Allergy Awareness Week 2014

Monday 12th of May 2014  |  Category: Opinion  |  Written by: Susan Thira

Finally. My chest feels less heavy, my heart slightly less burdened and I can feel the tempering warmth of hope on the horizon. My son (who is now 10 months old) has finally been to see the paediatric allergy specialist. He has a cow's milk protein allergy.

Most people wouldn’t be so happy to discover their son had an allergy. But all I can do is be happy that finally there is a chance his reflux, frequent night waking and stomach pains will stop. The ‘what if’ factor has gone, it’s not just reflux, it’s not just normal baby behaviour. Don’t fob me off anymore doctor, friends and family. I am not crazy or complaining too much. It’s an allergy. It’s real. It’s not in my head and it’s not normal! As my paediatrician said, it is shocking how reflux and cow’s milk allergy is not understood. Yes, most babies have a little reflux, spitting up after feeds for the first few months, which is normal - I’m not arguing with that. But only a mother with a baby with reflux, silent reflux or GERD will know how truly gruelling and gut wrenching it is to see your baby in so much pain and discomfort. Only a mother (or father) with a baby with an allergy will tell you how scary it is when you have to triple check everything you feed your baby and worry he/she may suddenly have breathing difficulties or some other reaction.

As much as it breaks my heart that my son may never get to eat some of the things most children have like ice cream and cheese and there will always be label reading to check for allergens, at least for now, I can cut out all dairy from his diet and my diet (I’m breastfeeding). Then maybe, just maybe, he can sleep peacefully and deeply at night and not have constant stomach cramps and reflux as soon as I lay him down. Maybe he will sleep more than 2 hours at a time, maybe he will finally get to sleep in his cot. Maybe I will finally get to sleep!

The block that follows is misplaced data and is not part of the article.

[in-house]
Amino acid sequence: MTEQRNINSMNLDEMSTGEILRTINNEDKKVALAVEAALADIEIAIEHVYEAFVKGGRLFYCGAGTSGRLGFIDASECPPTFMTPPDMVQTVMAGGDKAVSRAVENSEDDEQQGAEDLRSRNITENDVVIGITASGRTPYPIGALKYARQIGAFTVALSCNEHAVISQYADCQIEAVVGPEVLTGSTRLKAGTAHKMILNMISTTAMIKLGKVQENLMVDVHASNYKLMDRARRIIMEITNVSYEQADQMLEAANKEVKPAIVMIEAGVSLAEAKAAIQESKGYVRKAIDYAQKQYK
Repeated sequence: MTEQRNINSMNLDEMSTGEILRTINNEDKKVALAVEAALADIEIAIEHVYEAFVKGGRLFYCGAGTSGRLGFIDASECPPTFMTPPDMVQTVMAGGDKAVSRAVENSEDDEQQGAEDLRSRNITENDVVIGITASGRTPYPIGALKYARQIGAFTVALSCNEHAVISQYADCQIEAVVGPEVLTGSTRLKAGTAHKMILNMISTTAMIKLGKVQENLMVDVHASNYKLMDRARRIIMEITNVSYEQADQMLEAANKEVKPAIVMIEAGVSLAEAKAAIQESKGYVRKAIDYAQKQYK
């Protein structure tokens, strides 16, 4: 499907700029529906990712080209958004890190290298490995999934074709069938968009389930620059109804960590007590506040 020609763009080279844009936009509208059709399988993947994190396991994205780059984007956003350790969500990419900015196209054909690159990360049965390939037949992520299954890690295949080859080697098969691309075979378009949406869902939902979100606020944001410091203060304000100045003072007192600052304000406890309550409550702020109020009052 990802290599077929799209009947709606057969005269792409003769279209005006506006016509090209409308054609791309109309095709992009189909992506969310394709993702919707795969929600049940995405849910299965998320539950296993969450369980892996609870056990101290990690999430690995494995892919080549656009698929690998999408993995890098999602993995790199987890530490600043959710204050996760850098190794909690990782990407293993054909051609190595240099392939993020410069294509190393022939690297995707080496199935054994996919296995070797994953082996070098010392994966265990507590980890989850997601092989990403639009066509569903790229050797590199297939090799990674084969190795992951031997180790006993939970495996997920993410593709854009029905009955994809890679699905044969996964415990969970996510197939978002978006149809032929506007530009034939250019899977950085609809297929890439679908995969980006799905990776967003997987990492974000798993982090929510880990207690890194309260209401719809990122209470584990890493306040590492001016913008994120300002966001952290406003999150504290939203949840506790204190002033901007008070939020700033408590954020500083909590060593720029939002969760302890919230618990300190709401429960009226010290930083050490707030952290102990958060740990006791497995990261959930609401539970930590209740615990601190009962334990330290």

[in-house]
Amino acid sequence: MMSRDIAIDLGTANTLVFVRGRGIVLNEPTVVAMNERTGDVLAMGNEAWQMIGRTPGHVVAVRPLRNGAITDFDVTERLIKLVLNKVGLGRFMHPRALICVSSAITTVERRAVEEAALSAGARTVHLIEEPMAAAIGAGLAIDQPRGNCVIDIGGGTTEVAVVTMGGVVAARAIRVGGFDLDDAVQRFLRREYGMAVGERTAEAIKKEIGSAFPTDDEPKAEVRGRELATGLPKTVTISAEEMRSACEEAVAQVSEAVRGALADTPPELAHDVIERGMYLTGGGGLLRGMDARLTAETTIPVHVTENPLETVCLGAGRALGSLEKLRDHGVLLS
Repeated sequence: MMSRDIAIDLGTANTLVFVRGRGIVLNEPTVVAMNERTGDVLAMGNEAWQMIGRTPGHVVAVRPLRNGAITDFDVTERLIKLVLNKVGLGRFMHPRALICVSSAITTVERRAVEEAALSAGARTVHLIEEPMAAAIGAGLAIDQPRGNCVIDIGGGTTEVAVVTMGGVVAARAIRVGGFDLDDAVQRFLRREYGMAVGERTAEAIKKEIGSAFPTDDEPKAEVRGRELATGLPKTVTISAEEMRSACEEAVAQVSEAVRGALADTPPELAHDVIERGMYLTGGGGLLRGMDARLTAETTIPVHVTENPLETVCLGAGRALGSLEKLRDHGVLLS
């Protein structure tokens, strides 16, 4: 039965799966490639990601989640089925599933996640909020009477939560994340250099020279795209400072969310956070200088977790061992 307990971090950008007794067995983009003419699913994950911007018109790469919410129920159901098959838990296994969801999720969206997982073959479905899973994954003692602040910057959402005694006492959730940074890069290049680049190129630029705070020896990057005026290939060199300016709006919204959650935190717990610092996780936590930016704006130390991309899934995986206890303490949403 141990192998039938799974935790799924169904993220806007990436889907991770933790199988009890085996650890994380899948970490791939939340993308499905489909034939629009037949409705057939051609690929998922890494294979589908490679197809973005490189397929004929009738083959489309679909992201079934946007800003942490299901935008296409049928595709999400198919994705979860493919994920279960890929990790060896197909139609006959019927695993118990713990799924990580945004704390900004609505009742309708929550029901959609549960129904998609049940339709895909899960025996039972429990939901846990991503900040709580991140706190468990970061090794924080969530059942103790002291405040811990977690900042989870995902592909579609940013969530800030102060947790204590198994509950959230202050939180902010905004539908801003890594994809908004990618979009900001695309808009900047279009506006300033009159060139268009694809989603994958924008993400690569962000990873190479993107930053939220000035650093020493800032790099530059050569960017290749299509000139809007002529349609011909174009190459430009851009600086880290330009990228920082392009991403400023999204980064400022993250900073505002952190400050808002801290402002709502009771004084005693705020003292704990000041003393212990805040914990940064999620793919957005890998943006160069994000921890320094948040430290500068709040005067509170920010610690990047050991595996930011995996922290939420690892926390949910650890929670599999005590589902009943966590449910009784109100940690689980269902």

I am happy for him. I am. I am feeling optimistic that things can only get better from here. Many children outgrow their allergies by the age of 3. I live in hope.

Then there is the guilt. Is it my fault he has an allergy? Was it my diet when I was pregnant? Am I eating the wrong foods now I’m breastfeeding? Do I eat too much Dairy? Was it something I exposed myself to? Was it because he wouldn’t latch on the first week he was born? Was it the antibiotics I took when I got mastitis? Is my house too clean that my baby has a weak immune system? It’s crazy how much us mothers blame ourselves!

The world of allergies is scary, where do I begin?